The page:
One tiny bit of self-care can make all the difference.

"In a perfect world, most of us would love to get an hour-long massage every day, take a bubble bath every night, and enjoy a relaxing gourmet meal each day. Is that possible for most of us? No," says Jacqueline Getchius, MA, LPCC, licensed professional clinical counselor and owner of Wellspring Women's Counseling based in Minnesota. "Instead, we need to take a good look at what actually is possible. Start small."

Some examples of small acts of self-care that can refuel you just as much as that hour-long massage:

  • Allow yourself to worry about something tomorrow
  • Sit down and put up your feet instead of sorting the socks
  • Let your partner do an extra chore
  • Go for a short walk without the dog
  • Skip a workout for once and have a cup of tea
  • Instead of doing a whole meditation, take five deep breaths
  • Turn your phone off for 30 minutes
  • Throw something out
  • Don't stay up late—let all the things wait
  • Unfollow someone on social media who brings you down
Bottom line: Self-care is as unique as you, mama. However you identify it, the key is that it refuels you in *your* way, however that looks.
Life

I love being a mother...and sometimes it swallows me up whole. There is no "but" in my love of motherhood—it is 100% the most incredible thing I've ever done and my most favorite job in the world. And it is the hardest work in the world, the most suffocating at times and it can break me down like no other.

Motherhood is all and, which can make it all the harder.

So when my youngest was 14 months—and we had officially ended our breastfeeding journey—and I was offered a press trip to Steamboat Springs, CO to go on a snowmobiling trip no less, I jumped at the chance.

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It would be my first trip away from both my girls—my first trip away from my youngest ever. It would also be my first time to Steamboat, my first time snowmobiling (or doing any kind of extreme snow activity. It would be a bonafide adventure.

But when I first read the snowmobiling itinerary, a tiny, niggling voice whispered at the back of my brain: I can't do that. I will be too scared.

I ignored the voice as I packed my bags, kissed my babies goodbye and made my way west. I reveled in the simplest things—the single carry-on suitcase, with room left around my clothes that would normally be stuffed to the gills with blankets, tiny rolled socks tucked between miniature pairs of pants and extra diapers. I basked in the decadence of a light handbag, packed with only my own things instead of extra snacks and sippy cups and extra diapers (always extra diapers). I delighted in the breezy way I moved through the airport, the only thing disturbing my peace was the thought that I must be forgetting something. I can't possibly be holding enough things right now.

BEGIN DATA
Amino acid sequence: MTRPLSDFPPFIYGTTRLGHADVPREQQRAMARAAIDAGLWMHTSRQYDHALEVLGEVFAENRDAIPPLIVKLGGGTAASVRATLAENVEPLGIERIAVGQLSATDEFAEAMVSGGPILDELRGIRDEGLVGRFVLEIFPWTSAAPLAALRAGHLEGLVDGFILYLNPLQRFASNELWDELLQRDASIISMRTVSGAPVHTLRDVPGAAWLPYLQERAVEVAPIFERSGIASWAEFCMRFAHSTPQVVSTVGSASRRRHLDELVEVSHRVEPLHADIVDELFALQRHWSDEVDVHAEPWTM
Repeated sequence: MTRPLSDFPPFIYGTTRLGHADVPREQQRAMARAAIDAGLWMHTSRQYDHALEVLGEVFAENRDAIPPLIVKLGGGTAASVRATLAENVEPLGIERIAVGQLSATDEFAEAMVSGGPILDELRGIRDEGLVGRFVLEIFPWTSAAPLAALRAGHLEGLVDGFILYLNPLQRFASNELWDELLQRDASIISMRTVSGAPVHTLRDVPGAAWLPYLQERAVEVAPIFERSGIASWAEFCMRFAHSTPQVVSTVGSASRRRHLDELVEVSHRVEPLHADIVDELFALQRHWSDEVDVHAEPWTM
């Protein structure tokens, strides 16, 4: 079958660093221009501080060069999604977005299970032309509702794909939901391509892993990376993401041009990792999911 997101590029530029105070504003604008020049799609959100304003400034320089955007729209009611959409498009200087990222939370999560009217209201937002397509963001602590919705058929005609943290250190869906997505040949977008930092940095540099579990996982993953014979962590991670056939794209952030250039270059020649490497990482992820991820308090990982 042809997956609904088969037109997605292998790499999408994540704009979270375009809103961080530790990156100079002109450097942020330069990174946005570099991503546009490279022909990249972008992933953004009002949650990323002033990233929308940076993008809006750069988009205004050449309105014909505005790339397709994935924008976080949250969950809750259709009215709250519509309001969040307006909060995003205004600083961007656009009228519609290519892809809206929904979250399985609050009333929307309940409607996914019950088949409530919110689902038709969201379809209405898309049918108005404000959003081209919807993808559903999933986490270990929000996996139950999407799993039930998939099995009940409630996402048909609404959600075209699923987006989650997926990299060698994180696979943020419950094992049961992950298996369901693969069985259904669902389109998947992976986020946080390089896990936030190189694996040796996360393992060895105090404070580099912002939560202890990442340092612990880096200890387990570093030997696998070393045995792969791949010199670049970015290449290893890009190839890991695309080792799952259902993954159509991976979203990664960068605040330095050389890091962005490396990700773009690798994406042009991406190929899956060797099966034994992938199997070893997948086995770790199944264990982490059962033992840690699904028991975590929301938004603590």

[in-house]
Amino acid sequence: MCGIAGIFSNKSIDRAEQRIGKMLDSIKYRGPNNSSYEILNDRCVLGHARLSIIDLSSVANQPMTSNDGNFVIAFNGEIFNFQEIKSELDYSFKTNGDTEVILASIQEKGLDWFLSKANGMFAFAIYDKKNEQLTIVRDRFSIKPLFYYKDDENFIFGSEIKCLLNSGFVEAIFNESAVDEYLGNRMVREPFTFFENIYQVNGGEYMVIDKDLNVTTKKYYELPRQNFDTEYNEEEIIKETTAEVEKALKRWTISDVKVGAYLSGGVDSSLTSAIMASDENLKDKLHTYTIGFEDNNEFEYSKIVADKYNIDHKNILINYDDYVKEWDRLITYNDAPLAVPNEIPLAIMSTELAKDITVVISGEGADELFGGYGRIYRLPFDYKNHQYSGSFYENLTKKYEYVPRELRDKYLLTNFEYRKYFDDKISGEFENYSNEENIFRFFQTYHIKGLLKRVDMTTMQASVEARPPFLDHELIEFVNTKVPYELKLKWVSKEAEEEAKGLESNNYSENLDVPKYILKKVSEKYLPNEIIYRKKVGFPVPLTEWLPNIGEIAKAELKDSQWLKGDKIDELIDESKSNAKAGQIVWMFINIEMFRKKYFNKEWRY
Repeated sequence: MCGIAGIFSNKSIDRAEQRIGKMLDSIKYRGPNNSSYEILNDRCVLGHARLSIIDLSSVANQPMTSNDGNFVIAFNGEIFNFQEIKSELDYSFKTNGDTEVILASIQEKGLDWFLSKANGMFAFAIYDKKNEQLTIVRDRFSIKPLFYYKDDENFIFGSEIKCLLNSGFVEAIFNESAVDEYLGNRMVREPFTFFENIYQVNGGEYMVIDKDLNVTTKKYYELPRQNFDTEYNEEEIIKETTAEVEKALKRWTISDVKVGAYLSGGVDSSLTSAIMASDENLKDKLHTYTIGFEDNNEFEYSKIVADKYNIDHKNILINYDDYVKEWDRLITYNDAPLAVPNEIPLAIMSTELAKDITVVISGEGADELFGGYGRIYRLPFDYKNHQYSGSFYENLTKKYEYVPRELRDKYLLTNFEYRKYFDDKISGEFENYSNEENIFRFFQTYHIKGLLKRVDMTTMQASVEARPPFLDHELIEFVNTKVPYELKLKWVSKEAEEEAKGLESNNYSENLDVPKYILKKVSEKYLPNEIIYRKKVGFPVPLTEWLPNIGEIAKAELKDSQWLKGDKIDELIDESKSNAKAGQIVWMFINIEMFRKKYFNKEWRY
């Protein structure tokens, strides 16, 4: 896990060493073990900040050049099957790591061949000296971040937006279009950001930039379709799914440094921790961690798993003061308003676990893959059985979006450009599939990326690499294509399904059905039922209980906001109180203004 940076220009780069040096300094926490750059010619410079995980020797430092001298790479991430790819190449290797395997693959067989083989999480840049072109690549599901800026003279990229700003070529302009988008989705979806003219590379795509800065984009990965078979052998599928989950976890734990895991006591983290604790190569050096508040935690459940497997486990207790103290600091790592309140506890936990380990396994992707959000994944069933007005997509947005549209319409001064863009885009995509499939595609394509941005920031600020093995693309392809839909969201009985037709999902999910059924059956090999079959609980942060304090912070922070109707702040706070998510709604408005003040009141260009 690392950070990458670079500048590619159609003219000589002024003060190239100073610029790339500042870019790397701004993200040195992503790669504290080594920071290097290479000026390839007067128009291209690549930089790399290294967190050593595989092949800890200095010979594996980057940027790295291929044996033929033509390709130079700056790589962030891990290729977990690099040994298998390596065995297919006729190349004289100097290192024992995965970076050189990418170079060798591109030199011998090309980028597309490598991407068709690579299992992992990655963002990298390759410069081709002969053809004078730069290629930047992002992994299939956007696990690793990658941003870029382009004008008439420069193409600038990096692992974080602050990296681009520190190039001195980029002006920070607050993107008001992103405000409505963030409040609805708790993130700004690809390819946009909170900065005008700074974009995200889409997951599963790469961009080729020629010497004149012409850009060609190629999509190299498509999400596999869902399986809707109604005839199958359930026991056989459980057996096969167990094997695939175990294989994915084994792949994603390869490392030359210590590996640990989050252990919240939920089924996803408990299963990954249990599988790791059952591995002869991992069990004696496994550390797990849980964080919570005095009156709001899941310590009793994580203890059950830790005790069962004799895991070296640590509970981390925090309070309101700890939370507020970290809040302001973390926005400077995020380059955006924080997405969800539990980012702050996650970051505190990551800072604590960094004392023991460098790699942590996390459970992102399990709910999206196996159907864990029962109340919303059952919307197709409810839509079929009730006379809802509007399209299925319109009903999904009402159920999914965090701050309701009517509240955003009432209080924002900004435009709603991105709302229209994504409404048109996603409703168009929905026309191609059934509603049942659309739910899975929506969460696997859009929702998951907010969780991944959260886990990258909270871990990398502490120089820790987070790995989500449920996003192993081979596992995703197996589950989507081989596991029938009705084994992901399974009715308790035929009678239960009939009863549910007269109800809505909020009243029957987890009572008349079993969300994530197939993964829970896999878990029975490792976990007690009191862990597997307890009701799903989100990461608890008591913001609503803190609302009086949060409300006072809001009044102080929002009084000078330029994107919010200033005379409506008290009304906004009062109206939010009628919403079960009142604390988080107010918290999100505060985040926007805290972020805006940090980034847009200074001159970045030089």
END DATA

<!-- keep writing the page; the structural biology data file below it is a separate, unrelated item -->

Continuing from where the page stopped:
I love motherhood, and it is a constant weight in my life. Sometimes born lightly, tiring me to a deep satisfaction. But sometimes a heavier burden, threatening to pull me under. In either case, there is always so much to hold and carry.

Ironically, I missed my girls already. Found myself sneaking peeks at photos on my phone, wondering when the next time they would call or send me a Marco Polo. After all, I love being a mother.

But there were also near constant reminders of how much I had needed a break. When my flights were boarded and then delayed, I breathed a sigh of relief that they weren't here, imagining my anxiety levels rising at the thought of entertaining a whiny toddler and a super mobile baby for any extra time in this tiny space. I watched two movies (one of which I had wanted to see for over a year). I read one and a half books. (For context, in the last year since my second daughter was born, I had probably read...zero.) Enjoying these things I rarely had time for anymore felt like catching up with old friends, people who knew me way back when.

Later, after settling into my room (with my own bed! And my own bathroom! And no one asking me to wipe their butt in it!), I met my fellow travelers at the house next door for dinner. I ate appetizers without anyone asking me for a bite. I drank a glass of wine and sat in a chair for 20 minutes before I stood up—of my own volition—to sit at the dinner table. No one commented that the food looked "yucky!" or asked how many bites they had to take to get dessert.

Irony alive and well, it was me who kept bringing my girls back to the table, telling stories of the funny things my 4-year-old says. The way my 1-year-old squishes her face and snorts to look "tough."

I love motherhood, and it is the constant thread of my life. It affects everything, tints everything, changes everything—and I wouldn't change that for the world.